Brace yourself, America. Now look at what you've done.
Image Credit: Red Robin
From the seventh circle of culinary hell comes the Monster Burger combo, a 3,540-calorie behemoth that was recently named the "unhealthiest meal" in America.
This heart attack on a plate includes something called the Peppercorn Monster Burger, a double-pattied stroke machine served with "bottomless" steak fries and a Monster Salted Caramel Milkshake. Altogether, the meal boasts a staggering 69 grams of saturated fat, 6,280 milligrams of sodium and 205 grams of sugar (roughly equal to nine cans of Pepsi).
For perspective: To burn all the calories accrued with this meal, a fully grown adult would need 12 hours of brisk walking.
Image Credit: USA Today
That's 36 miles, or approximately the distance from Lower Manhattan to Stamford, Conn.
Image Credit: Google Maps
WebMD suggests 2,700 calories per day for a "moderately active" male age 19-30, while the USDA recommends no more than 2,300 milligrams of sodium. The Monster Burger combo would eclipse those in a single meal, with 840 calories to spare and enough sodium to last another three days.
Image Credit: The Chic Site
The "unhealthiest" tag was bestowed by the Center for Science in the Public Interest's Xtreme Eating Awards, which annually calculate the most noxious foods one can order at an American chain restaurant.
Observers point out that past winners normally fall in the 1,500-calorie range, meaning Red Robin has taken this insanity to new and horrifying heights (or depths).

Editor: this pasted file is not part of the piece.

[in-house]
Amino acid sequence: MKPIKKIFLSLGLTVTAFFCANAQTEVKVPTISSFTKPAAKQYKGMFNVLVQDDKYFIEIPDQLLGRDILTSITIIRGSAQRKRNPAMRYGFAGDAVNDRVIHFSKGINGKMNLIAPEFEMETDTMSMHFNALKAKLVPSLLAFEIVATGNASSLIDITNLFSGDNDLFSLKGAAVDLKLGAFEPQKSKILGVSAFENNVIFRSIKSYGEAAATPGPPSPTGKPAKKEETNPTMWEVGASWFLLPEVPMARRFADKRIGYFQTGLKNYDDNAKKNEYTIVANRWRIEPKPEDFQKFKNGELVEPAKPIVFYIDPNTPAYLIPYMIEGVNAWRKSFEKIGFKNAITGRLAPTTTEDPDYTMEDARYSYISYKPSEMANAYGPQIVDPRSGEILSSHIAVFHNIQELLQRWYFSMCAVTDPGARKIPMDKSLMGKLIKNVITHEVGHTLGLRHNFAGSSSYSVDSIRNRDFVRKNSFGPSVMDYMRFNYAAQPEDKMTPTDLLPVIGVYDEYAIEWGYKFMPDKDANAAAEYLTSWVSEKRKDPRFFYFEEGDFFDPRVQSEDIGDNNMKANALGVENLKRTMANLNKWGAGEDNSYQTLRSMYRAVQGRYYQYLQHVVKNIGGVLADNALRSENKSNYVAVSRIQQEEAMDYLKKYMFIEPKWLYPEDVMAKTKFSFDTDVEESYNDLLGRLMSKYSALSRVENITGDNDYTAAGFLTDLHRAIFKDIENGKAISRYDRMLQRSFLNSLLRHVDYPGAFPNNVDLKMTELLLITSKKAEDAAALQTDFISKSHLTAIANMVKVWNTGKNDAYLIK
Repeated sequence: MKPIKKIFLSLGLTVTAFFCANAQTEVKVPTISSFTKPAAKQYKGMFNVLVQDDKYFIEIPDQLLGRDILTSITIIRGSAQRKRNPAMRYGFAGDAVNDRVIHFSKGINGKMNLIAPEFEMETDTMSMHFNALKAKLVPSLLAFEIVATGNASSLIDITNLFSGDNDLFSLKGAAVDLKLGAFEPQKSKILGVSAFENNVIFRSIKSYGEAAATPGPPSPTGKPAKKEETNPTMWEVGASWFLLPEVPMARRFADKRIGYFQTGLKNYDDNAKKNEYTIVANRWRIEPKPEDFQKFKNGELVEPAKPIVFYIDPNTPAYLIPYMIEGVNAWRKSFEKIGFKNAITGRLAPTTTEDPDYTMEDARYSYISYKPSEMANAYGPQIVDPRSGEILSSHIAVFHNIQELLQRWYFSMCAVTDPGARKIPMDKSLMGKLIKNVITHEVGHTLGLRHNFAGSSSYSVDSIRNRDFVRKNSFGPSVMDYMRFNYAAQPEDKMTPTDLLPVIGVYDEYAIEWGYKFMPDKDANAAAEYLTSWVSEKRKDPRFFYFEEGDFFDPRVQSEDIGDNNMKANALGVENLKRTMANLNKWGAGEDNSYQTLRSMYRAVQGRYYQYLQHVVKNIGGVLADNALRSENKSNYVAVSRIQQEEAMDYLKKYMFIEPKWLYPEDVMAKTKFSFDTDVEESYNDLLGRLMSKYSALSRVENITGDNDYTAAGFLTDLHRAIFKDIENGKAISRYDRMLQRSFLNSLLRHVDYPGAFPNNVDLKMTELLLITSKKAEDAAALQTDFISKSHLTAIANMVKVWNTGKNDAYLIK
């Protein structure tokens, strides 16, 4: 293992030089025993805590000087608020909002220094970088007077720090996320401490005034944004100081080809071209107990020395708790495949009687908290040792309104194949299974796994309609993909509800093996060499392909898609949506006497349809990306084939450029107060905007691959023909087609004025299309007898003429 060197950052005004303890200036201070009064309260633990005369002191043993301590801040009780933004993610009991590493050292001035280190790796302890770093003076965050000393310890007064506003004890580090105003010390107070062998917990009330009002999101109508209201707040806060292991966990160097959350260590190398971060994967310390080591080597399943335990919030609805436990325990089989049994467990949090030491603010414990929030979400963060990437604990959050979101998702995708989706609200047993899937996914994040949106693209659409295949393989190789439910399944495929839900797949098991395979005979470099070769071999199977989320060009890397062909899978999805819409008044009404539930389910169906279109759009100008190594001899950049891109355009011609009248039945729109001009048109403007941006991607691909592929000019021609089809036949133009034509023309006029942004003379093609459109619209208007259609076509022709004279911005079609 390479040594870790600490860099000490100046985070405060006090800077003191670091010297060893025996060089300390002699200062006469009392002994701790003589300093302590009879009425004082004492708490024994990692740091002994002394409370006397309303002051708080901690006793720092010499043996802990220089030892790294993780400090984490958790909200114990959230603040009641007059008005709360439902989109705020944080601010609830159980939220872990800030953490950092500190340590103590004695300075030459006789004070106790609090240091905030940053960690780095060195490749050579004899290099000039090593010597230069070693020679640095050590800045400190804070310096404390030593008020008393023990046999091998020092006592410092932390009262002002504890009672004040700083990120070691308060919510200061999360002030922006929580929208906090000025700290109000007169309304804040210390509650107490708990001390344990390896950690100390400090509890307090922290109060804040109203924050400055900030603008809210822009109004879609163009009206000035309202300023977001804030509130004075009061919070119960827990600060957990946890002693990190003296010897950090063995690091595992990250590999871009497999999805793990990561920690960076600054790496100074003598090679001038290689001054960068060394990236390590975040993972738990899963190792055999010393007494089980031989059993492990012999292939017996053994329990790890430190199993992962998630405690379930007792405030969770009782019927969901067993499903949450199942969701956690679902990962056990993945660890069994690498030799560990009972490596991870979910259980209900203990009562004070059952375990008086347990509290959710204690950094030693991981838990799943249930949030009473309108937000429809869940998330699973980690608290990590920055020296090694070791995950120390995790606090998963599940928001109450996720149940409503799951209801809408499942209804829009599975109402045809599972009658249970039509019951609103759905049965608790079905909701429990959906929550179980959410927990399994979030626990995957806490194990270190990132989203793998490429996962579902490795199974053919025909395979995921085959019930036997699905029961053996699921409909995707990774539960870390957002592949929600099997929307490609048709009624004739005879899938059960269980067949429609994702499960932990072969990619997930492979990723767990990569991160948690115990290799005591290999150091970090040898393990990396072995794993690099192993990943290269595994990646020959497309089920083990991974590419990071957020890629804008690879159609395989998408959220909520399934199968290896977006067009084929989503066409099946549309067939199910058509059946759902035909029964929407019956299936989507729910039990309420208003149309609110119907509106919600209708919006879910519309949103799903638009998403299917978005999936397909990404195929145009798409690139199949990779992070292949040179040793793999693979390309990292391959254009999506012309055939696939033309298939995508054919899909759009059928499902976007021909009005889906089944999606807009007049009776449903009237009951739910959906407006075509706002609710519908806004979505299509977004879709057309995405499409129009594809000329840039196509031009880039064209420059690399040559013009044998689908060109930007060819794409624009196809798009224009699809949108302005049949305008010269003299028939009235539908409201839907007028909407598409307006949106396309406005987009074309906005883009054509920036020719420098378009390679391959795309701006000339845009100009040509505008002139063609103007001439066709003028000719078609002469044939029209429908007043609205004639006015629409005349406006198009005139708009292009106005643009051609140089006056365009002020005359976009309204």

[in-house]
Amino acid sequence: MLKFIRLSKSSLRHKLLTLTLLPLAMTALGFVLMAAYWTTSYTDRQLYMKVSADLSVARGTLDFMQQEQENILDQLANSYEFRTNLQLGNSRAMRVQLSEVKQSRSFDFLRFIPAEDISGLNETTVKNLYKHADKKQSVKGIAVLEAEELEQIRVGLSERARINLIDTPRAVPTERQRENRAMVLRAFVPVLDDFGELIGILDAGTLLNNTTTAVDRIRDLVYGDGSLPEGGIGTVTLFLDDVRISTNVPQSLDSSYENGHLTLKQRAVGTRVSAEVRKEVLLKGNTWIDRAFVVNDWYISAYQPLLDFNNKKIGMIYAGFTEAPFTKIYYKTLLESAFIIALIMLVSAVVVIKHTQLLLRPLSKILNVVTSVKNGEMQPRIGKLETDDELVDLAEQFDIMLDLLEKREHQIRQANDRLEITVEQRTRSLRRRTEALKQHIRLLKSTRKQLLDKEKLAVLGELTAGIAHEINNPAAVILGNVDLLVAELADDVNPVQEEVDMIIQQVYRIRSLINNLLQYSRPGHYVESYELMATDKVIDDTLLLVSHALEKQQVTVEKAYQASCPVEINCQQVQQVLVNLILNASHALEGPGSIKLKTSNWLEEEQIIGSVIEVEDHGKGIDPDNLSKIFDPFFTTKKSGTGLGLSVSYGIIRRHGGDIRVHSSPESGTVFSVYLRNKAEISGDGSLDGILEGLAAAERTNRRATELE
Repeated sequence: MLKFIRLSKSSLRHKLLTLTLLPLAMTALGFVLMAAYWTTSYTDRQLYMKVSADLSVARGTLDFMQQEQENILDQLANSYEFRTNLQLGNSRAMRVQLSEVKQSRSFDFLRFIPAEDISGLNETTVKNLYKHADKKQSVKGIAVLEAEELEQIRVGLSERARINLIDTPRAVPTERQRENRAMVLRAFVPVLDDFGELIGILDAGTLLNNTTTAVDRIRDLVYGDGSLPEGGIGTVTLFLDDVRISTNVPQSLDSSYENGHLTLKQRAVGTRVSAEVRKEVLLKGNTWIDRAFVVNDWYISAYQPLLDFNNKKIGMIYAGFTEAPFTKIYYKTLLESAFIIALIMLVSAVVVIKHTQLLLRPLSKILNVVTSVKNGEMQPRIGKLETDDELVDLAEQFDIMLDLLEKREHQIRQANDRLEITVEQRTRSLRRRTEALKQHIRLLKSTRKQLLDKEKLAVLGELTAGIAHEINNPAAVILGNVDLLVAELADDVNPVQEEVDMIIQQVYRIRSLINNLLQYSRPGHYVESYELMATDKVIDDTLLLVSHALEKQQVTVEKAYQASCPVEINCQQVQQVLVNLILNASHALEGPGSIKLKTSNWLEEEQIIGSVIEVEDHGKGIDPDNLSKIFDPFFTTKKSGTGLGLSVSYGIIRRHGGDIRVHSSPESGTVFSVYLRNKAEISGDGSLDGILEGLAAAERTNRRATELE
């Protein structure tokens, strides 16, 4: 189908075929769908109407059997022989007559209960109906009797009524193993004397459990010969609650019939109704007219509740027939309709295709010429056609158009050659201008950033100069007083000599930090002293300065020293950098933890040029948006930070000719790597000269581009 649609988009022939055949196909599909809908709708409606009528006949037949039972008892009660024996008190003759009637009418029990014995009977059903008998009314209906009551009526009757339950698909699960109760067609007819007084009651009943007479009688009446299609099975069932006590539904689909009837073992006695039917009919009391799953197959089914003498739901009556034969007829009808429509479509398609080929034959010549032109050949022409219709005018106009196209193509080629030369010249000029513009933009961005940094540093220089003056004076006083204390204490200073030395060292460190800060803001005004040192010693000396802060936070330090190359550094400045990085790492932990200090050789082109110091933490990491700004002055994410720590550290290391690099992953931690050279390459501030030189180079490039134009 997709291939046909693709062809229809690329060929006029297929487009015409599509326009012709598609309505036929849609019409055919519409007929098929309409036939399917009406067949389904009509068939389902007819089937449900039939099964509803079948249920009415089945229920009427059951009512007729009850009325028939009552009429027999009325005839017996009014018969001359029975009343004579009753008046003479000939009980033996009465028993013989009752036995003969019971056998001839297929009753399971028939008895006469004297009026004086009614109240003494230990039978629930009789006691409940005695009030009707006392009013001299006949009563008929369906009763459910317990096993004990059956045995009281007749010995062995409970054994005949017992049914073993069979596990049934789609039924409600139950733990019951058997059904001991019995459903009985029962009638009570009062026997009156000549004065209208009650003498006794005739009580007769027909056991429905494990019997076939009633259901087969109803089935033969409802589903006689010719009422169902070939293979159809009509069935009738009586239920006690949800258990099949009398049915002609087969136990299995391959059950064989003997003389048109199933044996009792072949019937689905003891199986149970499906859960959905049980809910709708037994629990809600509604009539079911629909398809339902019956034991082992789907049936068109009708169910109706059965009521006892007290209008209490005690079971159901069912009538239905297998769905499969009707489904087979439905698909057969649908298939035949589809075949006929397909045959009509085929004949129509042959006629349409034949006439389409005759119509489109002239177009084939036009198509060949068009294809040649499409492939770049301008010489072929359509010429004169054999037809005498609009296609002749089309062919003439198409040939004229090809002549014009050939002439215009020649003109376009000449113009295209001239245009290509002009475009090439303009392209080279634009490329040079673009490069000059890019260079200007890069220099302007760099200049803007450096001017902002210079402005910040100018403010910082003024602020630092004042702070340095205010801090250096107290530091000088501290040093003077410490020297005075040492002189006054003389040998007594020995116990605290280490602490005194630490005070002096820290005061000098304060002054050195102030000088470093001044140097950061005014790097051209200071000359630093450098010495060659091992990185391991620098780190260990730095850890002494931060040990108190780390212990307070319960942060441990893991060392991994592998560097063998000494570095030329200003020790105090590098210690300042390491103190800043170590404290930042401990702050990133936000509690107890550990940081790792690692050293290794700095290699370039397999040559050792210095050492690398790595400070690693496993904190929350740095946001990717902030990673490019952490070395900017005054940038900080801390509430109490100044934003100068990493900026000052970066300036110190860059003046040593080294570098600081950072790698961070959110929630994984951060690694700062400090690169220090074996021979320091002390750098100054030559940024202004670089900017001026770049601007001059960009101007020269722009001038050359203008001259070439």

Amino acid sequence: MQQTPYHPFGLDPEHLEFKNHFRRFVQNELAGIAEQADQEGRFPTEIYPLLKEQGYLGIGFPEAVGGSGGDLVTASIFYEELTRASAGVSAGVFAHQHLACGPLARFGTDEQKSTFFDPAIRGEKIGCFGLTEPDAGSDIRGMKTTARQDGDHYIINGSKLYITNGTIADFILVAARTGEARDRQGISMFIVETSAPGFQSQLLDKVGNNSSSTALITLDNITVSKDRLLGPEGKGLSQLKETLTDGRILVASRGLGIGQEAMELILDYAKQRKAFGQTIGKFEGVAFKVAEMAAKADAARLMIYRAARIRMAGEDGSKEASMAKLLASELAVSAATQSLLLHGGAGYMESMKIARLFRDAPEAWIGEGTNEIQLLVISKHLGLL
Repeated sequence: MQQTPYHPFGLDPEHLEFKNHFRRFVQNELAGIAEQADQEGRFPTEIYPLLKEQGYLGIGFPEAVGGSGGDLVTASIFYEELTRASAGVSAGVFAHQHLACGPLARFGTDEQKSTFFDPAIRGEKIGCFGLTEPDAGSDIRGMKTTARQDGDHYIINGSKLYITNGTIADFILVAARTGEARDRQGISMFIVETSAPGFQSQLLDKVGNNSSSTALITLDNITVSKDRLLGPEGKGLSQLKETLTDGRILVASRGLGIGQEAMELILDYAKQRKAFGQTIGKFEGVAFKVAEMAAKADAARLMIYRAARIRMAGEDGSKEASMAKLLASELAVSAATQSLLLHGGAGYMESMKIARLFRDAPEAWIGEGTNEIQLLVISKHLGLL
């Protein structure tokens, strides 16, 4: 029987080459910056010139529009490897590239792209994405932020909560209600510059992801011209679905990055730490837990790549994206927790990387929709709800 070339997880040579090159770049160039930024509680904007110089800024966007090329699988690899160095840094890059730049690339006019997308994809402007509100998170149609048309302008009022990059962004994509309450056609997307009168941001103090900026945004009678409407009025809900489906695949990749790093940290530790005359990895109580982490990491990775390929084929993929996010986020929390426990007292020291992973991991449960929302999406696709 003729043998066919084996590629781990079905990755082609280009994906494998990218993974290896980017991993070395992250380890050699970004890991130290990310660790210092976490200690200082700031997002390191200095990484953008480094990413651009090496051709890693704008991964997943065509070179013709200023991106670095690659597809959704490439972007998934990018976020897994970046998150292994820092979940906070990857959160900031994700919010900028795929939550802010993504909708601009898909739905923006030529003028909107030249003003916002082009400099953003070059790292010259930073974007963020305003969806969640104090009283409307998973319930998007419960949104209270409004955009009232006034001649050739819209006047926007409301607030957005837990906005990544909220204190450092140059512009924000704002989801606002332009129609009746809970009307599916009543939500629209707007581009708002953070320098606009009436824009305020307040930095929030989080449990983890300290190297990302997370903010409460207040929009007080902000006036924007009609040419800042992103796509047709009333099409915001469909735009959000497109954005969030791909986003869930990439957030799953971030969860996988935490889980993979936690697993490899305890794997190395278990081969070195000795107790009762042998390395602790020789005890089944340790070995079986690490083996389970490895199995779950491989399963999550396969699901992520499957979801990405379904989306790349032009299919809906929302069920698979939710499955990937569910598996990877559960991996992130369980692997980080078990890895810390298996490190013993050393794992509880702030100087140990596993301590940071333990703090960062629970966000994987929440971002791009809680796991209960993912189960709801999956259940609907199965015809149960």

Needless to say, the awards focus on meals "especially high in calories, fat, sugar and salt," according to USA Today. This year's runners-up include Bruléed French Toast, Farfalle with Chicken and Roasted Garlic, and Reese's Peanut Butter Chocolate Cake Cheesecake, all available at your local Cheesecake Factory restaurant.
The (really) big picture: That any of these even exist is a testament to the sheer amount of garbage we're willing to stuff our faces with.
According to U.S. News & World Report, the United States has more obese people than any country in the world, at a rate of 34.9%. The medical cost of this condition was an estimated $147 billion in 2008, while the average obese patient cost $1,429 more than patients of “normal” weight.
Reasons for obesity vary, but the rampant availability of frighteningly unhealthy food isn't helping anyone. And only in the coming months will restaurants be required to start listing calorie counts next to menu items.
Meanwhile, just wow. America has a lot to explain for this one.